Redemption or call

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Redemption or call

Right of the issuer to force holders on a certain date to redeem their convertibles for cash. The objective usually is to force holders to convert into common prior to the redemption deadline. Typically, an issue is not called away unless the conversion price is 15%-25% below the current level of the common. An exception might occur when an issuer's tax rate is high, and the issuer could replace it with debt securities at a lower after-tax cost.


1. In bonds, the act of an issuer repurchasing a bond at or before maturity. Redemption is made at the face value of the bond unless it occurs before maturity, in which case the bond is bought back at a premium to compensate for lost interest. The issuer has the right to redeem the bond at any time, although the earlier the redemption take place, the higher the premium usually is. This provides an incentive for companies to do this as rarely as possible.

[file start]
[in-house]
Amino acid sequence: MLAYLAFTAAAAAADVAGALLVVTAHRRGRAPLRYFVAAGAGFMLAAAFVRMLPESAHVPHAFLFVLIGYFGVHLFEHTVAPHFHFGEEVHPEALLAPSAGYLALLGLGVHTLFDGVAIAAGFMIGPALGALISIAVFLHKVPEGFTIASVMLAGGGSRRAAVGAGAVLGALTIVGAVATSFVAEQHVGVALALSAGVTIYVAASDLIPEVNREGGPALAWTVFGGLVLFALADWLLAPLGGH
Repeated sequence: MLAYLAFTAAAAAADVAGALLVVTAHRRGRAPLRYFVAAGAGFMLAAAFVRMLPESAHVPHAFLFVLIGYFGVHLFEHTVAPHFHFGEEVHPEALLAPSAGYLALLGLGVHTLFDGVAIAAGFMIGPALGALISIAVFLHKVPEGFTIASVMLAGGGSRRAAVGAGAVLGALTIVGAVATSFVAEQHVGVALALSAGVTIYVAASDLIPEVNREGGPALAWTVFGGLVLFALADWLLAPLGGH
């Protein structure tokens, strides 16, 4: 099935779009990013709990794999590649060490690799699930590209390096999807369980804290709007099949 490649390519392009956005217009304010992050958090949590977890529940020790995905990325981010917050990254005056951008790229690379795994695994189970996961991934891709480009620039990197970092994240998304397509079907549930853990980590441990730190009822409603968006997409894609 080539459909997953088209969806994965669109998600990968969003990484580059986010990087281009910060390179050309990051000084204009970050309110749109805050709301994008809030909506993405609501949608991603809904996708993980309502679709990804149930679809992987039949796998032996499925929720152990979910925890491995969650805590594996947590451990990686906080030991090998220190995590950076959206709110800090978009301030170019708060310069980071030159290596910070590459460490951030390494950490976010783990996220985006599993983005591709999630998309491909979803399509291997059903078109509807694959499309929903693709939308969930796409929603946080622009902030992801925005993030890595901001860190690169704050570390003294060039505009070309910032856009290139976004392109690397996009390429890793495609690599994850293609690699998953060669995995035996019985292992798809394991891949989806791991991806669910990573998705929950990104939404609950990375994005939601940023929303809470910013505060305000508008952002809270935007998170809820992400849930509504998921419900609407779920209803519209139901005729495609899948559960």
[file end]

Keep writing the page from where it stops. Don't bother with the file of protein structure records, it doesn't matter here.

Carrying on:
2. The act of the issuing company repurchasing stocks or mutual funds. In the case of mutual funds, the repurchase is made at net asset value per share. Stocks may be redeemed in cash or by proration. See also: Proratable factor.